The good news is, no post offices will be closed across the country and across Wyoming as was announced in May. The bad news is, post offices across the country and across Wyoming will see reduced hours to save the service money.
There are 134 post offices in Wyoming and 60 of those would have their hours reduced.
Post offices with reduced hours in the Basin include Burlington, Byron, Cowley, Deaver, Emblem, Frannie, Hyattville, Manderson, Otto, Ralston and Wapiti, according to the service’s preliminary plan.
The Byron post office will be reduced from eight hours to four hours per day beginning Jan. 26. Frannie and Ralston post offices will be down to four hours per day each beginning Feb. 9.
The reduced weekday hours will not affect Saturdays. “In some instances Saturdays will be open longer,” said David Rupert, U.S. Postal Service spokesman in Denver.
Meetings were held at Byron, Frannie and Ralston to get local feedback to assist the service in making its final decision, Rupert said.
People weren’t pleased with fewer hours, but preferred that to total closure. “You still want that flag flying,” Rupert said. “You still want a post office in your community.”
It will be easier for Byron residents to conduct their post office business in Byron rather than driving to another community. Donna Booth, deputy clerk at the town of Byron, said she believes locals will adjust to the reduced hours.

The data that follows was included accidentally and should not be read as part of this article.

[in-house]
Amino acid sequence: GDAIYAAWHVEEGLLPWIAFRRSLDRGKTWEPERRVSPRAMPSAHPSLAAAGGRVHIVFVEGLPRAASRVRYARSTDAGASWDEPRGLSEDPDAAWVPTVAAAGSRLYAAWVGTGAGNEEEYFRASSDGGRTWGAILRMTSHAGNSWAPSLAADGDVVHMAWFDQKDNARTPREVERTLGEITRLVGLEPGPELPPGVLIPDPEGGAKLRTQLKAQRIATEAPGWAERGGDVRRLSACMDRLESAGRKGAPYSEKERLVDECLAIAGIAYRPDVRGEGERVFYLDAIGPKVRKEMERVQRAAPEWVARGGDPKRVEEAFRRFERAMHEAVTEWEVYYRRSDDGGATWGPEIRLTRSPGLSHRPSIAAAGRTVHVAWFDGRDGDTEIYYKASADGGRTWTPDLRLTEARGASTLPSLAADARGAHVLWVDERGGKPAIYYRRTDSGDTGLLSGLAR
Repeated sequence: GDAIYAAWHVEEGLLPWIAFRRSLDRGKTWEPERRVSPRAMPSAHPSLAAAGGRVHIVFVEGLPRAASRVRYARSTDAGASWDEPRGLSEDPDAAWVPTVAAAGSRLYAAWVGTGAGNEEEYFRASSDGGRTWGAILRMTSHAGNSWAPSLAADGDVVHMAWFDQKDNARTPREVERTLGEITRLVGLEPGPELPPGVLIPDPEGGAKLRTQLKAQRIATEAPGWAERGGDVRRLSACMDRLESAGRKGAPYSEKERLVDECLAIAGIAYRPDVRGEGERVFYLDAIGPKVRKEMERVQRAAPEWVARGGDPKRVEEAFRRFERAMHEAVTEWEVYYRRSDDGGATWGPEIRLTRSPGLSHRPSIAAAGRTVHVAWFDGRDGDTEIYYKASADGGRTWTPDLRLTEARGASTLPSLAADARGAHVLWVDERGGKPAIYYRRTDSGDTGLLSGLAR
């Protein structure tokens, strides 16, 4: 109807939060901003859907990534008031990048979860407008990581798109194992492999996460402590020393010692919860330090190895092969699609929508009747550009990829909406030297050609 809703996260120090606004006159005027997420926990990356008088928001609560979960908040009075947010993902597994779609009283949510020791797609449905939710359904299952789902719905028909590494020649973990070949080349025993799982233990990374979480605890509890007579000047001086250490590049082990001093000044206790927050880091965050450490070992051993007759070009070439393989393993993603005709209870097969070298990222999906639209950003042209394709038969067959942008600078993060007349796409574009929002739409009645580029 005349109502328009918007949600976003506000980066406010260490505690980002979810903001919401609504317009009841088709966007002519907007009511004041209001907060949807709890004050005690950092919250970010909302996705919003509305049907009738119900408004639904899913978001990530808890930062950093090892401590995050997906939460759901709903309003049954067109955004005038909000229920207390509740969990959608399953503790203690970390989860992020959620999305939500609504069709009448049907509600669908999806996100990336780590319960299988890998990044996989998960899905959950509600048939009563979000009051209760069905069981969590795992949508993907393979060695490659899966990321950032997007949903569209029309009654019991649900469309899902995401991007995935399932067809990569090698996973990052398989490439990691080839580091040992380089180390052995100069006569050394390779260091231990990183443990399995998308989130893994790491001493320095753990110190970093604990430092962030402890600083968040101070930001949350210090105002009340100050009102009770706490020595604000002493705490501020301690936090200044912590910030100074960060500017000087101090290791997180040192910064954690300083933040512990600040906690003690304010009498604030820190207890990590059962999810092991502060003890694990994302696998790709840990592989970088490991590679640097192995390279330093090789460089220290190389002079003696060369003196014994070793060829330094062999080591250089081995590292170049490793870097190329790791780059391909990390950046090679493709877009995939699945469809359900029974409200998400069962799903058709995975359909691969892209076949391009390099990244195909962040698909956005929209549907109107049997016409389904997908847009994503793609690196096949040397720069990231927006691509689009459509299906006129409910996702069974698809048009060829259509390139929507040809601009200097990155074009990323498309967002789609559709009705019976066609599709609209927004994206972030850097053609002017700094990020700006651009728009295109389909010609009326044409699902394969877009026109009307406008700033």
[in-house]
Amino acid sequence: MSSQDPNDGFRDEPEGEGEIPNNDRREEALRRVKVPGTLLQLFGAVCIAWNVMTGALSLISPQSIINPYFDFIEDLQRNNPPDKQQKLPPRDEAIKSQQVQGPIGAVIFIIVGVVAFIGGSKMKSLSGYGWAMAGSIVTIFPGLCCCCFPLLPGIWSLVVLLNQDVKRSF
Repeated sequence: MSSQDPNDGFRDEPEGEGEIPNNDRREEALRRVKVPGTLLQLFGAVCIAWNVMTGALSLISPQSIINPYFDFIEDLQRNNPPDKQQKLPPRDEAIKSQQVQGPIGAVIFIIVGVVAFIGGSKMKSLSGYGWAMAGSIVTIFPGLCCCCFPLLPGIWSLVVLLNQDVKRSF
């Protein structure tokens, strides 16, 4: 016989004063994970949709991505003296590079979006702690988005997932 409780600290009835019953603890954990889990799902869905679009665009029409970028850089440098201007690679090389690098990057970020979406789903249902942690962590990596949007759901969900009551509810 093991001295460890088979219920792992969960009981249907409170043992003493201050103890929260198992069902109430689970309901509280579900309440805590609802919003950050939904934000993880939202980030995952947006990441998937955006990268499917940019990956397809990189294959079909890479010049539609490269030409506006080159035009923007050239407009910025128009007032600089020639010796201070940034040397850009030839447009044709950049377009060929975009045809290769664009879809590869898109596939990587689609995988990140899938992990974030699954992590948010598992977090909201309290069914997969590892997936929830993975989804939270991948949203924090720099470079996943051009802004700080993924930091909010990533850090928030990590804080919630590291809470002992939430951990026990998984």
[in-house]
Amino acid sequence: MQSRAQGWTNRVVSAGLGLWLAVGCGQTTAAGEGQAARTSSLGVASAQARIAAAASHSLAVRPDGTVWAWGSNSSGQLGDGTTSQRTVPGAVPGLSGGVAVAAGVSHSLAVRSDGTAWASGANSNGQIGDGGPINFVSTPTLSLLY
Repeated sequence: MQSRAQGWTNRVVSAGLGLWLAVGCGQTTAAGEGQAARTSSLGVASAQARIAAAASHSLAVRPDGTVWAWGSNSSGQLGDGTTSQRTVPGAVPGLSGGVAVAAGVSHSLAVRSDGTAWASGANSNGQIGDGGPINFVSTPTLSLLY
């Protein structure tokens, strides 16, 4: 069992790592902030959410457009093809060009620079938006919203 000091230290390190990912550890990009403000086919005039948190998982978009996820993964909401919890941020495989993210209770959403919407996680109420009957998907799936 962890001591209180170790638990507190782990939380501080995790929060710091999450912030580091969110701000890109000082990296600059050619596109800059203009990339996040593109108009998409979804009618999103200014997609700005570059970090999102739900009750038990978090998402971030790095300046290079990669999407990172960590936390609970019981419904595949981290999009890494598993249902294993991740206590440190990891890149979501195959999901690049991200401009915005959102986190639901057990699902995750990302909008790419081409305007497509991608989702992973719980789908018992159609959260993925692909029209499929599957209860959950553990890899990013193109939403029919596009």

“We’re just thankful they’re not closing,” she said.
A meeting will take place at 5 p.m. Jan. 8 at Cowley Town Hall to discuss its reduction from eight business hours to six.
Three of the state postal processing centers have been closed to cut costs. The centers in Casper and Cheyenne remain open, Rupert said.
About 13,000 post offices across the country are on the reduced-hours list. Postmasters who qualified were offered early retirement. “Several thousand took us up on it,” Rupert said.
Once all the post offices listed have their hours cut, with postmasters retiring early and the resulting utilities cost reduction, the service should start saving $500 million annually by 2014, Rupert said.
The post office is losing billions of dollars in postage largely because bills, once sent by utilities or other entities, and the payment returned by consumers, are now billed and paid electronically.
“That’s what is hurting us more than anything,” Rupert said.
Still, the service is estimating it will deliver 365 million packages during the holidays. With 240 years delivering Christmas cards and letters, “We’re ready for it,” Rupert said.
“This is really the bread-and-butter season for us,” Rupert added.
Postal workers enjoy delivering holiday cards and packages, Rupert said. Parents are pleased to receive a package from a son or daughter who they feared may have forgotten them, or a precious letter may arrive from a loved one deployed overseas.
“It’s happy mail,” Rupert said.
Powell Postmaster Wendy Trautman does not know if fewer hours at post offices elsewhere will affect business at the Powell post office, but she encourages folks to use the post office.
“If you are living in a small town, it certainly helps to shop local and use your post office,” Rupert said. “We found another solution instead of closing post offices, and it was something a lot of people suggested.”